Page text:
|When the new Guggenheim in Abu Dhabi held an initial exhibition of Picasso in 2008, organizers elected to schedule regular viewings restricted to women. The press statement noted that this is a "regional custom to allow women to socialize - and that its inclusion in the retrospective's schedule was meant as a peace offering to the community." |
My paper explores the creation of homosocial spaces and their intersection with art, museums, and global politics. I examine the ways in which certain works of art are perceived to be problematic or sexual when viewed in mixed gender settings, and what this solution says about constructions and elicitations of desire. Same-sex settings are seen as neutralizing potentially inflammatory works - does this mean that works are perceived as dangerous not for their inherent content but in their moment and space of their witnessing? Thus, I explore the varying and shifting legibilities of works when they are framed and viewed in different spaces and constructs.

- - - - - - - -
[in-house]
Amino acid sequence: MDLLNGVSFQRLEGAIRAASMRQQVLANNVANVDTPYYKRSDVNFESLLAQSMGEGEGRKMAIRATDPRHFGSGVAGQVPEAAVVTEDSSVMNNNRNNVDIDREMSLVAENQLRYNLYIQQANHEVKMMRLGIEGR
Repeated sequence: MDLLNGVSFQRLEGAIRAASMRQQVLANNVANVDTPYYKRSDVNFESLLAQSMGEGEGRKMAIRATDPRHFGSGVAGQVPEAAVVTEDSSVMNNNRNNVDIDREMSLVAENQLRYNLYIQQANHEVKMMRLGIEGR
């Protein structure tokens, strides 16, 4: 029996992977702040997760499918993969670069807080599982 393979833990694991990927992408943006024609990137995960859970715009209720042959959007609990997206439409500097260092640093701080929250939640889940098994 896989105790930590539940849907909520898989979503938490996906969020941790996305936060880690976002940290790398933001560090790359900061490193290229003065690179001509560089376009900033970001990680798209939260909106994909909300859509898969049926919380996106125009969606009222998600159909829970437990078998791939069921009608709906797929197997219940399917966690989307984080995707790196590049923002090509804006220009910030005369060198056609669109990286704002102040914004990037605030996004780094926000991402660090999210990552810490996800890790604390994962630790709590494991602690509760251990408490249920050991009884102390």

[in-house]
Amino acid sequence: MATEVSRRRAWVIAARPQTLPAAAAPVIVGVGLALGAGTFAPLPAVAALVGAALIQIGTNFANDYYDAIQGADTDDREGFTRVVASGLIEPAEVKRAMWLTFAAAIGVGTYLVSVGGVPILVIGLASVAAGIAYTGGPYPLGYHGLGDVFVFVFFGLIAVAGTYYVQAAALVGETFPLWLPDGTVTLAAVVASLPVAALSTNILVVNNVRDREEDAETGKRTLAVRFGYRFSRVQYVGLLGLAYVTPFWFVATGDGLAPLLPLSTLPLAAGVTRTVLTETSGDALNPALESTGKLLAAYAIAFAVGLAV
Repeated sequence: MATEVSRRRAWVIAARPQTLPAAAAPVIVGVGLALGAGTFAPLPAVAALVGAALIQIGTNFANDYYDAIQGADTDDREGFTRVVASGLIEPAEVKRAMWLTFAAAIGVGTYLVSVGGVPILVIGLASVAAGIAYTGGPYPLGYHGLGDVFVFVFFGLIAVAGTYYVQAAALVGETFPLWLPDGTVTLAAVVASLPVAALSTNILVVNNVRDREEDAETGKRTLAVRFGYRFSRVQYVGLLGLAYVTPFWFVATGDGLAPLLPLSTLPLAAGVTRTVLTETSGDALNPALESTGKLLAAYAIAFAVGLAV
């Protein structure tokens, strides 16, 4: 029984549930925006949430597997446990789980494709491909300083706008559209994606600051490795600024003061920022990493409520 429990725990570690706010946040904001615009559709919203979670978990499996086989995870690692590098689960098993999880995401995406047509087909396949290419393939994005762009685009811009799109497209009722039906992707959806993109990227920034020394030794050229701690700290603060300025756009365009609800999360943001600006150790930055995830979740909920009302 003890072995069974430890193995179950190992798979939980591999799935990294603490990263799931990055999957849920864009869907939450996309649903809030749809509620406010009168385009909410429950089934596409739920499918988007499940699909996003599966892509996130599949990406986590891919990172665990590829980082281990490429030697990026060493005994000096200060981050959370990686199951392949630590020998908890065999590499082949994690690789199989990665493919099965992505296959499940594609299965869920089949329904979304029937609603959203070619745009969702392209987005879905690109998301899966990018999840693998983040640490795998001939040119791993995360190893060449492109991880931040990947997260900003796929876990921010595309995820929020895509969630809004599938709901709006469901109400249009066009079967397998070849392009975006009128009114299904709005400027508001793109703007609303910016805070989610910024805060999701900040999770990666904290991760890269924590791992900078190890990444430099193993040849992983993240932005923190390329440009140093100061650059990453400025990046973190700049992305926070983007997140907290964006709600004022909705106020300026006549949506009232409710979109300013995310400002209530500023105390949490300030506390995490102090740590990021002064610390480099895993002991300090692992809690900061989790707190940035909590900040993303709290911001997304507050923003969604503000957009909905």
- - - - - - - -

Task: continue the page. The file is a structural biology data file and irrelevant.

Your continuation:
I argue this event demonstrates an attempt by the exhibition organizers, who have links to the Emirati government, to embed museum-going and art viewing behaviors within what Bourdieu would consider the habitus, customs perceived to be established and comfortable for local women. Interviews with Gulf female art visitors and examining other women-only activities for socializing helps to more fully contextualize this practice. This research explores this instance of female homosocial space in relation to similar phenomena in other communities, such as the Aboriginal Australian community, that restrict and divide viewings of art works by gender, drawing on the work of Fred Myers; it also explores the ways that art has previously created homosocial spaces and opened the topic of same-sex desire in Qajar art.